Join The Higherside Chats podcast as host, Greg Carlwood discusses the social, environmental, and economic impact of planned obsolescence with guest, Cosima Dannoritzer.
While we've all seen the nefarious motives of international corporations, in egregious acts like contaminating our oceans and drinking water to polluting our atmosphere; one aspect that we may find ourselves overlooking is their carefully crafted agenda focused on shortening the lifespan of widely used consumer products. But, as luck would have it, today's guest, Cosima Dannoritzer, joins The Higherside Chats to help us unravel the effect of this seemingly minute detail and better understand the enormous scope of issues humanity is facing due to our worship of the almighty dollar and our refusal to abandon the sinking ship of capitalism.
4:02 To kick things off, Greg and Cosima begin by discussing exactly what planned obsolescence is. It's origins can be traced back to the 1950s and American industrial designer, Brook Stevens. Although Stevens originally used it as a way to capitalize on the consumer's desire to own or replace items before they've been worn out, it has since been synonymous with consumer products built with a limited lifespan. Dannoritzer also details the various forms of planned obsolescence, including product malfunction and psychological factors influencing our consumption patterns.
13:30 After outlining the conditions surrounding the inception of the "lightbulb cartel" and their agenda to sabotage the quality, marketing, and durability of their product, Cosima cites a specific pre-cartel bulb that has been burning for over 100 years and serves as a shining symbol in a shift of not only the quality of manufacturing, but the mindset of consumers and businesses. She also recounts a first hand experience in India where the paradigm is still repair rather than replace.
18:42 This fail-by-design approach to manufacturing is an unfortunate result of our emphasis on a growth economy. Listen as Cosima illustrates the stark difference between Eastern Bloc communist countries with limited resources and the wasteful Western world rooted in commercialism.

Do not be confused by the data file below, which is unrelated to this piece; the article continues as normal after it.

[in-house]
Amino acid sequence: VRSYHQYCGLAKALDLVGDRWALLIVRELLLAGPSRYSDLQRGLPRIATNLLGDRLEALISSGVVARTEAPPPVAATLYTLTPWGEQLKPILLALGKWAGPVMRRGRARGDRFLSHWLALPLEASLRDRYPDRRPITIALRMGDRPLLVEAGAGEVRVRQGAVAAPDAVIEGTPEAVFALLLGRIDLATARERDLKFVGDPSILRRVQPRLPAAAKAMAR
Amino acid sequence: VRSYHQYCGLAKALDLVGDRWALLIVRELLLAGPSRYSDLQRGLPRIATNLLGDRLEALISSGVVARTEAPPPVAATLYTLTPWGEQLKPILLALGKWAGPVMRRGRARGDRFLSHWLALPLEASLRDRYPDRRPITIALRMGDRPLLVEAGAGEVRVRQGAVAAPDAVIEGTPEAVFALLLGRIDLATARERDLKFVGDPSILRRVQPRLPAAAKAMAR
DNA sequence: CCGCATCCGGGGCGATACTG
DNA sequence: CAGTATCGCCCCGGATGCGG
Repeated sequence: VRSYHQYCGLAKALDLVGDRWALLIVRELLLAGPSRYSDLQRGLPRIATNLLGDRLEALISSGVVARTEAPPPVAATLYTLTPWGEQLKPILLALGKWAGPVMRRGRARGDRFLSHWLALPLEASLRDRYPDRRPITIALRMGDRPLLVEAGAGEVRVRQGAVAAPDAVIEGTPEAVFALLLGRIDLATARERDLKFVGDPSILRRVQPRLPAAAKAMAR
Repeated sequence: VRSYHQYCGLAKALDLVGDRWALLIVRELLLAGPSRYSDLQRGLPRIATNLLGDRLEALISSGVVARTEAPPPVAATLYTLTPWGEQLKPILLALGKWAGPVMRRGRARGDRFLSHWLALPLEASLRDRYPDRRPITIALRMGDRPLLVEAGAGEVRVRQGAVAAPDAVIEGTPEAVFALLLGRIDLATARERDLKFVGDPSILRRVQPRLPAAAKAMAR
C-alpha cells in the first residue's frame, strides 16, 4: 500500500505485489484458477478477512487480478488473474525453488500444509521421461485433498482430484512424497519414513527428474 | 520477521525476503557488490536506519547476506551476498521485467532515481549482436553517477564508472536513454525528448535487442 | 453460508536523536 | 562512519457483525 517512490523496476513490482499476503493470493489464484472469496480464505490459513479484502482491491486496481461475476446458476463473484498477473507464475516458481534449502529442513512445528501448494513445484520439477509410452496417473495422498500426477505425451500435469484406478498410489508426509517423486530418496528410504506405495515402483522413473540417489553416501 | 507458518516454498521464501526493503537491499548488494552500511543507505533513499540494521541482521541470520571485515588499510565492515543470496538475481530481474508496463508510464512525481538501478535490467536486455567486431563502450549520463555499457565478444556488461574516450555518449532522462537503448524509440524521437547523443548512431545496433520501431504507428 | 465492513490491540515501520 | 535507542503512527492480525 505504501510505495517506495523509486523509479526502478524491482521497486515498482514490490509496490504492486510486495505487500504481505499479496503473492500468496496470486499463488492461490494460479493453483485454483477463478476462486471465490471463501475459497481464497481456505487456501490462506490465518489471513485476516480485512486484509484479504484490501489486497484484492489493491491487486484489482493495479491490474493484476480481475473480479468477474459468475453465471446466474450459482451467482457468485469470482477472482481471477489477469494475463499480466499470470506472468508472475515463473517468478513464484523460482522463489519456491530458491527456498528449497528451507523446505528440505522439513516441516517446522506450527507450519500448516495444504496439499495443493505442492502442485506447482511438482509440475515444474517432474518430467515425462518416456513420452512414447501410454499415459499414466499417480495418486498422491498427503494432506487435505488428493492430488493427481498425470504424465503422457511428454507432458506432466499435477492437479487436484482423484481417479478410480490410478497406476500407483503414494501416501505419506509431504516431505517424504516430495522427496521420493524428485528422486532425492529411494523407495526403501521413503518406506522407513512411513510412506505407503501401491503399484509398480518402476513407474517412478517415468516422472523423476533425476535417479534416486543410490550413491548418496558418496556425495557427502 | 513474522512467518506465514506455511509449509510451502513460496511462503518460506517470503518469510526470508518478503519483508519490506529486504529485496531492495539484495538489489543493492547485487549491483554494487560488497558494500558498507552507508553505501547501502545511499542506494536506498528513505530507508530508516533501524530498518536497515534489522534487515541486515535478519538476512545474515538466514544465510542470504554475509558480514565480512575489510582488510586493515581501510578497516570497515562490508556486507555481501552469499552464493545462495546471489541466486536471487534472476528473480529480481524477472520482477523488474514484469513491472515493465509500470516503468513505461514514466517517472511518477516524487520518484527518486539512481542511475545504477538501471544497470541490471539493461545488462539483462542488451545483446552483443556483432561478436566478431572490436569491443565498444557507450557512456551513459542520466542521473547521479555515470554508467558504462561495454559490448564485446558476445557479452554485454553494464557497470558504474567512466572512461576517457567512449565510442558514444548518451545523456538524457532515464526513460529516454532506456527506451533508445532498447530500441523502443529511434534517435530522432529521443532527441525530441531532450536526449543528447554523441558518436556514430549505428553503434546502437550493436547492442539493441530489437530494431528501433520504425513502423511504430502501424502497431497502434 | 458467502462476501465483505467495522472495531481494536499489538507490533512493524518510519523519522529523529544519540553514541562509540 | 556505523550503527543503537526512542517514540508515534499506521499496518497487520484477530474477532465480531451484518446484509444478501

27:20 Another blatant example of corporations "shortening the replacement cycle" can be seen in the design of ink-jet printers. Dannoritzer maps the course where consumers began to really lose control and buying power, starting with the lightbulb and eventually working it's way to electronics. It was the expansion of the complicated consumer electronic market that opened the gates for manufacturers to fine tune their built-in obsolescence via 21st century technology like microchips.
37:15 Cosima elaborates on another example of planned obsolescence involving women's tights and stockings. She also discusses the best options for breaking the cycle of waste and consumption, starting with products designed to be updated throughout time, rather than replaced.
43:42 Planned obsolescence goes beyond corporations engineering products to fail. With the vast majority of products containing toxic chemicals, fibers, and dyes that can't be composted, it is easy to see that our civilization is on the brink of an epic ecological crisis.
Subscribe to the plus show to hear the extended episode, including:
-Seattle's Toxic Ash dumping scandal
-the pros and cons of class action lawsuits
-the extent of the health problems e-waste causes
-the move away from independence granting skills in school and culture
-laws and regulation differences around the world that are quiet telling of the systems they're instituted in
-the expected resource crisis of 2030
-leading ideas for more sustainable systems
Want more Cosima Dannoritzer? Check out her films "The Light Bulb Conspiracy" and "The E-Waste Tragedy"
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